Education & Family
by Aspect County

What your flowers may say about you

After deciding on a date, a venue and a guest list, one of the trickiest considerations for brides can be choosing their flowers. Deciding on what look’ they want is hard enough – whether it’s classic and romantic or vibrant, rustic and a little bit wild. And that’s before you discover that flowers often have historic significance and hidden meanings.

Also, many brides will have their own personal connections to flowers, or a reason for loving one bloom over another. It may be that they were proposed to in a bluebell wood, that their grandmother loved delphiniums, or that their Uncle Bob grows fantastic dahlias on his allotment. Others may have a strong aversion to certain flowers and foliage – a surprising number of people dislike ivy, despite its association with friendship, fidelity and marriage. 

It’s important not to get bogged down in the significance of certain flowers but, if you want to add another layer of meaning to your bouquet, or your table decorations, it may be worth giving it some thought. Just remember, the most important thing is to have what you like, what makes you smile, and flowers that you and your guests will remember for years to come. Below are a few floral (and foliage) favourites, and what they signify.

Named after an ancient Persian princess and a goddess of the moon, just the name of this scented foliage is rather beautiful. Also known as Lad’s Love it was historically used as a buttonhole, because of its aromatic scent, and is still used in perfumes today. It’s feathery, silver-green foliage adds a subtle, aromatic touch to a bridal bouquet.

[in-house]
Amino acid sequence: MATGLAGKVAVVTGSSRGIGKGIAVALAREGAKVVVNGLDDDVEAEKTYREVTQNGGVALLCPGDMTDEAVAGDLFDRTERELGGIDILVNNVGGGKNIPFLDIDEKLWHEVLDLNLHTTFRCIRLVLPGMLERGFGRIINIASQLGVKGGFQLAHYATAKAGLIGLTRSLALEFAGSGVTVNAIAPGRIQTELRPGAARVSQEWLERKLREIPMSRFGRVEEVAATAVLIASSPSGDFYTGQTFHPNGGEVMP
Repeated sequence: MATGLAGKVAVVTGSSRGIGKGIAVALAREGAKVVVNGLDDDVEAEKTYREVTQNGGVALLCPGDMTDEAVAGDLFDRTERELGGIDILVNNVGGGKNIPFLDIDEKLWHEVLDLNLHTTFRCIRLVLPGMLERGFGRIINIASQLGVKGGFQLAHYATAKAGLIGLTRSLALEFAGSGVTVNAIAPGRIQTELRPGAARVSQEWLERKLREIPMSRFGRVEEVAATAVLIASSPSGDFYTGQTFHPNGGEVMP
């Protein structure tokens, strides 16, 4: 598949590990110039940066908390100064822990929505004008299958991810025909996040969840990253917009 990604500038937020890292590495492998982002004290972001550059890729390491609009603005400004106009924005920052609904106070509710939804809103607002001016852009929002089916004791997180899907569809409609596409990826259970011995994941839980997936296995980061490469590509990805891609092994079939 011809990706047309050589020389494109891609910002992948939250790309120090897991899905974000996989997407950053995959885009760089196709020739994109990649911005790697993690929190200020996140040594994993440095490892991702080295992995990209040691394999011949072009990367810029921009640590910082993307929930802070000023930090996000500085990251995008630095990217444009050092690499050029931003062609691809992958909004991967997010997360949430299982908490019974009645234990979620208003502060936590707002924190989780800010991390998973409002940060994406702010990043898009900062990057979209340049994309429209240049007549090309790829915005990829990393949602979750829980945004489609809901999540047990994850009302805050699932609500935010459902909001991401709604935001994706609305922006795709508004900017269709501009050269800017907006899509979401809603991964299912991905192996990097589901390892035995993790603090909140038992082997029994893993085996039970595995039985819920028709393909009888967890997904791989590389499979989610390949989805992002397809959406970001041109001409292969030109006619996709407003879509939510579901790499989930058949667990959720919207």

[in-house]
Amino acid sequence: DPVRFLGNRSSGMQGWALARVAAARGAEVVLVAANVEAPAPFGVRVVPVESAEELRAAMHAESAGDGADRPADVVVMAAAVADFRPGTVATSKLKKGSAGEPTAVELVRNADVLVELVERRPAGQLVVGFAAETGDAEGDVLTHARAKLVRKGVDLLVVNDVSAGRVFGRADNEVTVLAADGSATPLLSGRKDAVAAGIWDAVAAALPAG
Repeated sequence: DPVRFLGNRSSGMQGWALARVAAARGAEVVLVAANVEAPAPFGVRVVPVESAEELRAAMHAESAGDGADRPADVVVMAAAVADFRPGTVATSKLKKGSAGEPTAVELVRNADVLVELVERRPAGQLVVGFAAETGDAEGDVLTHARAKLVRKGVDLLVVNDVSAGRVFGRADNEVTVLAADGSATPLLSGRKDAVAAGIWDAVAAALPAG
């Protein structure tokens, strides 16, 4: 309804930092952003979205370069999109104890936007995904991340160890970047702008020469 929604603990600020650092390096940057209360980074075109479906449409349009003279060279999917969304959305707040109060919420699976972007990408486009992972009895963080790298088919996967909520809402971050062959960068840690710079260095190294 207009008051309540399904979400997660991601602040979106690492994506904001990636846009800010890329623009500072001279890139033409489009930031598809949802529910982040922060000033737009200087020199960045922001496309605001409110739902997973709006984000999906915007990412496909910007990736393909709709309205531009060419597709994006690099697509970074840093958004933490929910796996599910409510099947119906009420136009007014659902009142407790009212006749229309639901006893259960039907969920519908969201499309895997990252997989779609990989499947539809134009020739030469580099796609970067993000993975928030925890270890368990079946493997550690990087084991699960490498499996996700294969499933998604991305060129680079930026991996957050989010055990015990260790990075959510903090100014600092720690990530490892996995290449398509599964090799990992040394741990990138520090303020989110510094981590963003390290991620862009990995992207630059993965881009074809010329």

Said to suggest lightness and levity, this form of Delphinium is perfect for the cottage garden’ look, as well as being popular for use as confetti (the individual flowers and petals are harvested and dried). Its tall, pastel flower spikes lend themselves perfectly to large floral arrangements such as pedestals. 

Lily of the Valley
The Duchess of Cambridge chose English-grown Lily of the Valley for her bridal bouquet – both for its pretty, white bell-like flowers but also, one imagines, for its incredible perfume. She was no doubt also aware that Lily of the Valley symbolises trustworthiness’ when she paired it with myrtle foliage, representing love and hope. 

Peonies not only have huge, abundant flowers, but they also have an abundance of meaning. The traditional floral symbol of China, with their lush, round blooms, in pastel to dark pink, embody romance and are regarded as an omen of good fortune and a happy marriage. In Victorian Britain they were also associated with bashfulness – though this quality is hard to imagine in a flower that’s so out-there and blousy.

According to the book, The Language of Flowers, from 1875, ranunculus suggest that you are radiant with charms’. The flowers themselves are certainly radiant, and come in a variety of colours, from bright orange and yellow – hinting at their origins, in the buttercup family – through to pastel shades. They are a spring flowers which, in recent years have been specially bred for cutting – with long straight stems and large, papery flowers.

As well as being the classic symbol of love, roses are also associated with beauty and grace. Many modern, cultivated roses have lost their scent so, if you want a truly sensuous experience, go for old-fashioned varieties which smell incredibly. Roses come in every colour, and with a poetic list of names, so if you want to be really clever, choose something topical, like Sweet Juliet or Wedding Day – but perhaps not Anne Boleyn.

Blooming Green is based at Loddington Farm, Linton near Maidstone and specialises in floristry using their own, home-grown, seasonal and chemical-free flowers. They are foam-free’ and use eco-friendly and compostable packaging materials.